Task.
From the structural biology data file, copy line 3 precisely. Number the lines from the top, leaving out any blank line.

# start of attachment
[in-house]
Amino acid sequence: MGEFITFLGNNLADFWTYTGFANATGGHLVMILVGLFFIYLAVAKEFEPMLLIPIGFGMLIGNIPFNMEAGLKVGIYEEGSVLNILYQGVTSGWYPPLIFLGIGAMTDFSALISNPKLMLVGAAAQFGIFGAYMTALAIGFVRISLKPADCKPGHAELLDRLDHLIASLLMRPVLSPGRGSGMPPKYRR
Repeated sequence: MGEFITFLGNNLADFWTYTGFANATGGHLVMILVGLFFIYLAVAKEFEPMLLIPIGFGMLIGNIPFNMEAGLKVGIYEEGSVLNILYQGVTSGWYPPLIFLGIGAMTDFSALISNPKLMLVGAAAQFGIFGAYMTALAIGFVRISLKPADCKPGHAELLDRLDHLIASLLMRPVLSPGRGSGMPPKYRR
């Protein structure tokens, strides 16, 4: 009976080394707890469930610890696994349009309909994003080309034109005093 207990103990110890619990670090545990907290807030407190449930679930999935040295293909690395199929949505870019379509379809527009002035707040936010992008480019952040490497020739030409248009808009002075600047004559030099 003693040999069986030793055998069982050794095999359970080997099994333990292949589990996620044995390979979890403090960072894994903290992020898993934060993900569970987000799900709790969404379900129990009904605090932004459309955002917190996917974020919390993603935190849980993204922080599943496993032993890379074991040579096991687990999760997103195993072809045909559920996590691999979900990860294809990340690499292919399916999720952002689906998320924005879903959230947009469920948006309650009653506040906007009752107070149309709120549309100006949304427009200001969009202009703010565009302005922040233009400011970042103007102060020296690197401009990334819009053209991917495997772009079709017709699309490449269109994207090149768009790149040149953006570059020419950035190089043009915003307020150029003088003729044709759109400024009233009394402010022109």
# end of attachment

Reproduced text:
Repeated sequence: MGEFITFLGNNLADFWTYTGFANATGGHLVMILVGLFFIYLAVAKEFEPMLLIPIGFGMLIGNIPFNMEAGLKVGIYEEGSVLNILYQGVTSGWYPPLIFLGIGAMTDFSALISNPKLMLVGAAAQFGIFGAYMTALAIGFVRISLKPADCKPGHAELLDRLDHLIASLLMRPVLSPGRGSGMPPKYRR